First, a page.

Robotaxis are leading the way in vehicle autonomy with good reason. Clearly defined, high-volume routes with predictable road conditions — such as airport runs and campus shuttles — are the low-hanging fruit of the AV sector. But ensuring passenger safety while maintaining personal privacy remains a significant challenge, which can’t be overcome with camera-based passenger monitoring.
Just as we would view the positioning of a camera in our own home, a hotel room or a restroom as a gross invasion of privacy, putting one in a robotaxi would be unacceptable to many. It’s a stance that GDPR-guided Data Protection Commissioners are sympathetic to: cameras in cabs are “extremely invasive.”
They also collect large amounts of personal data, fueling a growing backlash against the use of facial recognition software, especially in commercial settings.
Barely half of Americans accept the use of AI-enabled CCTV in retail stores and businesses and the unique status of taxis as both private and public spaces means that a fine balance needs to be struck between protection and privacy.
No driver – no need for cameras
Camera-based in-cabin Driver Monitoring Systems (DMS) are becoming widely deployed across the automotive industry. DMS can prevent Road Traffic Accidents (RTAs), protecting drivers, passengers and Vulnerable Road Users (VRUs) such as cyclists and pedestrians. In fact, from 2024 Euro NCAP will award points for camera-based DMS. In addition, the U.S. National Transportation Safety Board (NTSB) is recommending the use of DMS in semi-autonomous cars.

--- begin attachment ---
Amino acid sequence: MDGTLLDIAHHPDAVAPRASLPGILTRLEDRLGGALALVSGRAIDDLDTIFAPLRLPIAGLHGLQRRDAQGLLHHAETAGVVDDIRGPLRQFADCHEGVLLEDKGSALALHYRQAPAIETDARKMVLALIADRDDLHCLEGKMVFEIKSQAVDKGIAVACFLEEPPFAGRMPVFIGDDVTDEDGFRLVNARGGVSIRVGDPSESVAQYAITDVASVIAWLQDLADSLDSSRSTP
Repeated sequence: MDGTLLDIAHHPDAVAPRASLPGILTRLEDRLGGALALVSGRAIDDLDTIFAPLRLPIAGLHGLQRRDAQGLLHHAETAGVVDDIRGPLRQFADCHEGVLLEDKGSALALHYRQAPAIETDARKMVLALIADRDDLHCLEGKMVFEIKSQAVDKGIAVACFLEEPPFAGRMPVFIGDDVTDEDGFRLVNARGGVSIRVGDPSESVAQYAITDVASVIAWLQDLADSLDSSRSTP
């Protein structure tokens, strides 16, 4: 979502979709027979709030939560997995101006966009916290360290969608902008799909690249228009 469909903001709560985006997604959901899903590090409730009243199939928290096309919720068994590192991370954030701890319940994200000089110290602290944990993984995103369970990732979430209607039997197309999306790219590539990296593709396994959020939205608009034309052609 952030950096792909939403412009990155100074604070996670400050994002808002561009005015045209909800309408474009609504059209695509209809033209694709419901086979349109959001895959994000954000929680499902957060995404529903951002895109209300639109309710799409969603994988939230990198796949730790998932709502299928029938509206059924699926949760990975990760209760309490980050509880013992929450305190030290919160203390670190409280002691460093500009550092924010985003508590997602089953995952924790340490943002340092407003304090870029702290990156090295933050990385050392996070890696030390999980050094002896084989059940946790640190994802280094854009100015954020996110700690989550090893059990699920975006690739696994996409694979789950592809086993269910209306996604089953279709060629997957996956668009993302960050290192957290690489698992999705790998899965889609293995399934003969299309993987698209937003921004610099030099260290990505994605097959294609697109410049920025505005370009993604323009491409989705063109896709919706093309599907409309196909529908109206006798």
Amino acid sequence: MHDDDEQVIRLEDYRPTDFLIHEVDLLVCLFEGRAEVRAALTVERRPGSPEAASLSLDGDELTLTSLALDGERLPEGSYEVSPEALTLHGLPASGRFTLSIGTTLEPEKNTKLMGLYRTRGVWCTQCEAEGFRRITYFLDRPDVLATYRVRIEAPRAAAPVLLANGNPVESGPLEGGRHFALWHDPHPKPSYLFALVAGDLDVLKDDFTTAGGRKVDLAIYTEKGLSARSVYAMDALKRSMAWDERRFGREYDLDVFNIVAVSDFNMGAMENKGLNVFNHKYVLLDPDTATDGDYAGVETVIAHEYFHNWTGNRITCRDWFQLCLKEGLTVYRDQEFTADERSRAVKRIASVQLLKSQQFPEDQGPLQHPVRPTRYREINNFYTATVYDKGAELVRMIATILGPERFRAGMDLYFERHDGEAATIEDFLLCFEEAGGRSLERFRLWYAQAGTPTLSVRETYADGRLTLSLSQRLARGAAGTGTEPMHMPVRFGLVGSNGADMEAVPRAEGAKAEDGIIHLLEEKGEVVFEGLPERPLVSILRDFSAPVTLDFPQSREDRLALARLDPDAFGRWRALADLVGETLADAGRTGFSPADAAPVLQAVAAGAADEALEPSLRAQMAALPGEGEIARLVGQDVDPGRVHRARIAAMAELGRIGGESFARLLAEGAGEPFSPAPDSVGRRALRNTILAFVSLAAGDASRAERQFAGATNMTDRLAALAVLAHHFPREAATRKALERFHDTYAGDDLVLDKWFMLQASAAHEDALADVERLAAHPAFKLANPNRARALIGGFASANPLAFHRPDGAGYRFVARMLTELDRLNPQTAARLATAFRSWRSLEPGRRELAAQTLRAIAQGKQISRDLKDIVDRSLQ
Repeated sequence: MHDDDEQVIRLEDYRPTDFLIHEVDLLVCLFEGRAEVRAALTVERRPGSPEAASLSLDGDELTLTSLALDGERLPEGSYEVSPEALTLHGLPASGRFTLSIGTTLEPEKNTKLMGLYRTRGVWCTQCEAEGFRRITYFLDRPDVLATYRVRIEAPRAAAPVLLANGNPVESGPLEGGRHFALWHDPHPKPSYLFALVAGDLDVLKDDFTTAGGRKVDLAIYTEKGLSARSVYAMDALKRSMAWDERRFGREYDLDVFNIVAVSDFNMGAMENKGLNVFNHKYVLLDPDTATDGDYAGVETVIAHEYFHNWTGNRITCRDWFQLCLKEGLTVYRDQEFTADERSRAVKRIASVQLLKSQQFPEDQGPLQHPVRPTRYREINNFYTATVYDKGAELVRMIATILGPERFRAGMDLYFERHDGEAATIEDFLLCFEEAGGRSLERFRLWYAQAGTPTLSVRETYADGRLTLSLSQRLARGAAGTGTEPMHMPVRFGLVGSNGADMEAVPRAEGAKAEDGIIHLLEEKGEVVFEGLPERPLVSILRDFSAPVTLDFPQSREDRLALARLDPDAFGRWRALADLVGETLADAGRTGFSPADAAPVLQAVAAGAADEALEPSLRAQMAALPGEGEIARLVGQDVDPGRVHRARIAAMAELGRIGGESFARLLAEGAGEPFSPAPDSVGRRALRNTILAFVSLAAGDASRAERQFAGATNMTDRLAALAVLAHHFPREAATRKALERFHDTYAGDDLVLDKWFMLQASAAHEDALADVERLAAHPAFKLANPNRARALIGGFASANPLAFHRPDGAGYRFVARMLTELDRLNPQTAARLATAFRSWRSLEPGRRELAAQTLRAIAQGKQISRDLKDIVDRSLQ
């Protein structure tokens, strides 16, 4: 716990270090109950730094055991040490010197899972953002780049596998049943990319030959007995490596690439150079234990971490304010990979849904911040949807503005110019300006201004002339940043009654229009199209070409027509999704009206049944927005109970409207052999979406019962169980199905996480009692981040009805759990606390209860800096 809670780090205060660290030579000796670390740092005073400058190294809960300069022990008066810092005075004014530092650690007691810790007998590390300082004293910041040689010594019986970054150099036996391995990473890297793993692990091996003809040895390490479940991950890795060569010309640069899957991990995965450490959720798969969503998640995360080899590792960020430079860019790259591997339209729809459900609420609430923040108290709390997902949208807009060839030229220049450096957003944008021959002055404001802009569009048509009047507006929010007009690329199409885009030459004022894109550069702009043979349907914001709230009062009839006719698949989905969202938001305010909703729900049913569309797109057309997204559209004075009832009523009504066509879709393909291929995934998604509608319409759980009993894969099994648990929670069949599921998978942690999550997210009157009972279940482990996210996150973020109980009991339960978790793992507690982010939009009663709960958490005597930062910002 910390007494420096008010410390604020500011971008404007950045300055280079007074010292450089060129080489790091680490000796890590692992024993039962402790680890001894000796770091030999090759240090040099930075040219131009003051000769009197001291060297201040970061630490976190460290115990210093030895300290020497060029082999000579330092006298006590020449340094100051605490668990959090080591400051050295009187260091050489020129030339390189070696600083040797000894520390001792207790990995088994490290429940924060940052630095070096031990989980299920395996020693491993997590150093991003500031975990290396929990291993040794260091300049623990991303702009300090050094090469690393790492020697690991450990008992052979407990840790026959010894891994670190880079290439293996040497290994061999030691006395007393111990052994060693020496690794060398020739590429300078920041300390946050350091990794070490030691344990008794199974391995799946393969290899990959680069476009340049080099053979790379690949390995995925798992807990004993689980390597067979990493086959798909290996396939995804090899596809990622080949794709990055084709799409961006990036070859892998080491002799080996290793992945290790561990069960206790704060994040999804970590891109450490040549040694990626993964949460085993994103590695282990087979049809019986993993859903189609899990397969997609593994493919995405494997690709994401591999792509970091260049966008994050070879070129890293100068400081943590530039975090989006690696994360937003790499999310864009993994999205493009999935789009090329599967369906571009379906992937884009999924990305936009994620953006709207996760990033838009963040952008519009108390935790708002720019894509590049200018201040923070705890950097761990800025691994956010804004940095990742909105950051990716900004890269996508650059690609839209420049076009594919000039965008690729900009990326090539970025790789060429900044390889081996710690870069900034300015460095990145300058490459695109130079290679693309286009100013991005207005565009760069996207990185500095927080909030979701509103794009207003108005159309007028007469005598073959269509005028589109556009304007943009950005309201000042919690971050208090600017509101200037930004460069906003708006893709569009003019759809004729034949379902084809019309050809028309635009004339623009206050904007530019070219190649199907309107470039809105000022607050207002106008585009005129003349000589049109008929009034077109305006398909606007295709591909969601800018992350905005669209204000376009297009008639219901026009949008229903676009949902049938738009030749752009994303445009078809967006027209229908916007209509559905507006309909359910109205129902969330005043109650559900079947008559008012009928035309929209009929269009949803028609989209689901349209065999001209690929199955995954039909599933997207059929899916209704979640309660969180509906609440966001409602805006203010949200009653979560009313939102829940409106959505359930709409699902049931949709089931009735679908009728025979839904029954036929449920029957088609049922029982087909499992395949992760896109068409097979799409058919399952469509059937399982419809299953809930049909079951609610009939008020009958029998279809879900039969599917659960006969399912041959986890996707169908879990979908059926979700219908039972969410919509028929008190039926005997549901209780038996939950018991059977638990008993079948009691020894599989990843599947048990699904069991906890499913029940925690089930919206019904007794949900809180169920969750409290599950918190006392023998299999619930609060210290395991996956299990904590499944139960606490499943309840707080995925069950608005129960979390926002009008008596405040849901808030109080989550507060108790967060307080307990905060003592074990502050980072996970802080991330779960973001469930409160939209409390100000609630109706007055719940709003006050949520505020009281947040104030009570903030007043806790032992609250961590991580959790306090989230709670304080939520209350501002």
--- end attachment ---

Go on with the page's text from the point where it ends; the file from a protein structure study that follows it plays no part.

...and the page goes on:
But what about fully autonomous vehicles? Without a driver, there won’t be a need for camera-based monitoring, and DMS will become obsolete.
There will always be a need, however, for in-cabin monitoring, designed to ensure passenger safety. In-cabin monitoring confirms that everyone is sitting correctly and wearing seat belts and that passengers are not subject to violence. It can guarantee that personal belongings — and more importantly small children — are never left behind in the vehicle at the end of a journey. It also allows help to be summoned swiftly if an occupant becomes unwell. For autonomous public transportation, in-cabin monitoring can also prevent vehicles from being vandalized.
The search for smarter solutions
With the absence of drivers in the robotaxi domain, AV pioneers are now widening their focus and seeking out affordable, robust solutions that maintain privacy at all times. A number of non-optical technologies have the potential to offer comprehensive in-cabin monitoring, supporting core safety and security applications while respecting privacy, since they collect no personally identifiable information.
What’s more, non-optical solutions are unaffected by low lighting and some do not require direct line of sight, enabling concealed installation and giving them significant performance advantages over cameras. In addition, the ability to ‘see’ through objects and materials enables non-optical sensors to detect the presence of a child sleeping underneath a blanket, for instance.
A leading technology for in-cabin monitoring is the 4D imaging radar, which provides high-resolution data that supports precise detection of posture and movement as well as accurate classification of vehicle occupants. It supports Occupant Status Monitoring, Child Presence Detection and enhanced Seat Belt Reminders, among other applications. It can even monitor vital signs, a functionality that cameras could never support, while eliminating privacy concerns.
Building trust in the autonomous future
With the rise of autonomous public transportation, operators need to overcome rapidly rising resistance to technological overreach. That’s why automakers are looking beyond the obvious toward sensor platforms that square the circle of protection and privacy.